see that ugly light blue? Armies with that colour are doomed to lose...

The colors of the partaking nations of the original A&A are similar but not quite the same which is very disappointing (Germany (grey), Japan (yellow), USA (green), England (beige) and Russia (brown)) plus France (blue) and China (white or light green). It is important to mention that there are mainly new armies (France & China) included and only few of the original nations are supported, i.e. without the pieces of the original Axis & Allies game, TWAW is rather useless. So it’s really an expansion and not a stand-alone game.

The contents’ quality is sub par if you want to use a friendly word. Everyone buying TWAW as an expansion for his A&A game has certain expectations about the map graphics or the plastic figures – because these are of a very high quality in Axis & Allies. It’s certainly not too harsh to say that these expectations will be heavily disappointed when you open the game box! The map – made of paper, simply folded four times and carelessly put into the box – looks ugly and obtrusive. The borders between the countries (which have a comic like color) are far too bold and in too loud a red so the map is really hard to look at. As already mentioned in contrast to A&A, the map isn’t mounted but is a simple print on glossy paper and cannot be compared to the A&A Map’s quality.

Without laminating this map, playing on it is also quite difficult since it’s rather thin and tends to tear. The playing pieces are extraordinarily low in detail and not of a good quality, produced in a sloppy way and again their colors don’t even match the original A&A colors. Besides the fact that it doesn’t look that good, depending on the illumination sometimes it is hard to differentiate the colors of the respective nations which is not really increasing fun.

The material of the reference cards for the countries is not cardboard (as in A&A) but they are made of simple paper and lack any color or improvement.   Although the national markers look-alike, those of A&A are much higher in quality (the symbols are often lopsidedly printed onto the markers in TWAW). Also the stacking chips are different in thickness and color compared to those in A&A.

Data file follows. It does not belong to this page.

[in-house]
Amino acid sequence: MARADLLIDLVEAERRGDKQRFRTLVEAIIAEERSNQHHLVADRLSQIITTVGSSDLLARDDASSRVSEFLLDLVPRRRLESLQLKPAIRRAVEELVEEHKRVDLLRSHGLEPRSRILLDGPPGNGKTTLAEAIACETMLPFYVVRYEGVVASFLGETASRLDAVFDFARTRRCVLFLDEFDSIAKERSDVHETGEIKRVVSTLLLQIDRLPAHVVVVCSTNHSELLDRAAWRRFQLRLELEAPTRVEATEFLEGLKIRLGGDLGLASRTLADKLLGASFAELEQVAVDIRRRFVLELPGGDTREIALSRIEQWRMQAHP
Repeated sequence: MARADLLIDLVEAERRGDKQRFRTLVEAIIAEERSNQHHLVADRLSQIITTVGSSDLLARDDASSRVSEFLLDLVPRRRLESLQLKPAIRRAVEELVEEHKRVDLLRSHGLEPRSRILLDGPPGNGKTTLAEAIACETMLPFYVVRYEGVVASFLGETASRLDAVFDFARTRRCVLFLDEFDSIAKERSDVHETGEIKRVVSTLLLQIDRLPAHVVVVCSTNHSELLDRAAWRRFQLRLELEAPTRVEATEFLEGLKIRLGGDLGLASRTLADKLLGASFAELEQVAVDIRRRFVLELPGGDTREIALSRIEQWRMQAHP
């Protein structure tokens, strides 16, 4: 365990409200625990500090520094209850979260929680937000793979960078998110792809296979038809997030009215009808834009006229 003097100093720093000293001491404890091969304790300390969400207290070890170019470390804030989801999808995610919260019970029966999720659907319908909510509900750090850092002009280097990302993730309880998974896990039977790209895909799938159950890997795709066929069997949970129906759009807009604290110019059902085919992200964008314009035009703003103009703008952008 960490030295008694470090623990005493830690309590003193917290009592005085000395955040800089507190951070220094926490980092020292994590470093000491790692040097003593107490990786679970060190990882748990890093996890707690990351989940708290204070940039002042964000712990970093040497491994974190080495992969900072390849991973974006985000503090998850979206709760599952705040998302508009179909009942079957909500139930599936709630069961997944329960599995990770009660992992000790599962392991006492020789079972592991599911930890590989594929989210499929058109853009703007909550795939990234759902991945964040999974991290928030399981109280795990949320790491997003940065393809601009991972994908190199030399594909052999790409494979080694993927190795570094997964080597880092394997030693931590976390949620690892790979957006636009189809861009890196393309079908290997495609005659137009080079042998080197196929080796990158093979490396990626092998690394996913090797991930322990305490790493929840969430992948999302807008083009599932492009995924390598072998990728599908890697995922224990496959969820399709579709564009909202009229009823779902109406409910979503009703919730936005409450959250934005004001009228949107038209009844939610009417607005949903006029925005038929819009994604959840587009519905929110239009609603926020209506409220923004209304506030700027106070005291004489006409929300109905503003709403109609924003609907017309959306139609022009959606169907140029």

The map is plain ugly

You will be surprised to hear that the rules are even worse than the presentation of this game… Xeno included a sloppy produced rule”book”, which is intended to be used as an add-on to the original A&A rules. Alas, it is almost impossible to play a game with these rules – inconsistencies, black holes, relevant and basic things not even mentioned etc. leave the player alone in a sheer rules chaos, forcing him to develop house rules in order to make this game playable. Nothing seems to be playtested by Xeno, and the additional rules slow the game down in a very boring manner without enhancing the game quality of the original A&A at all.

Despite these flaws a lot of A&A players swear by especially this extension due to the new political aspects and the slight differences regarding maneuver due to a map with more areas.  The problem of the inappropriate additional rules has been solved by semi-official House Rules within the A&A community. Thus the extension is made playable and allows for an application of some innovative ideas, compared to the limited options you get in the base game. Although it should be mentioned that the A&A series introduces some of these mechanics and units with the later games, so TWAW had some use before the newer A&A games were published, but seems now completely obsolete, at least the version we played.


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Posted in Historical Games A-Z, Misc. Histor. games, Reviews | Tagged: , , , , , , , , | 4 Comments »

Call of Cthulhu LCG: Asylum Packs

Posted by Denny Koch on May 3, 2010

Jump to “List of Asylum Packs”

Once upon a time, Call of Cthulhu – The Card Game was a Collectible Card Game (CCG). This means, people had to buy “booster packs” and collect cards in order to build the “ultimate deck” which would defeat other players’ decks. Since CCGs are a quite expensive hobby (you have to buy the booster packs “blindly” without knowing what’s inside in search for the rarest and most powerful cards), we were never interested in dipping into this world. We are ASL players, after all, so one expensive game is more than enough ;).

A Living Card Game: The best of two worlds

Asylum Pack "Murmurs of Evil"

In 2008, Fantasy Flight Games changed their politics regarding the Call of Cthulhu Collectible Card game and it became a “Living Card Game” instead. A Living Card game still allows for deck building and challenging other players’ decks, but you don’t buy booster packs “blindly” any more. Instead of that, you buy regular expansions called “Asylum Packs” with fixed contents which are public knowledge.

Each Asylum Pack adds some cards to each faction and neutral cards and most of them deal with a specific aspect of the game (for example terror struggle, investigation, characters, skills, arcane…). If you want more cards for your deck, you check out which Asylum Pack offers the best contents for you and your specific playing style and strategy.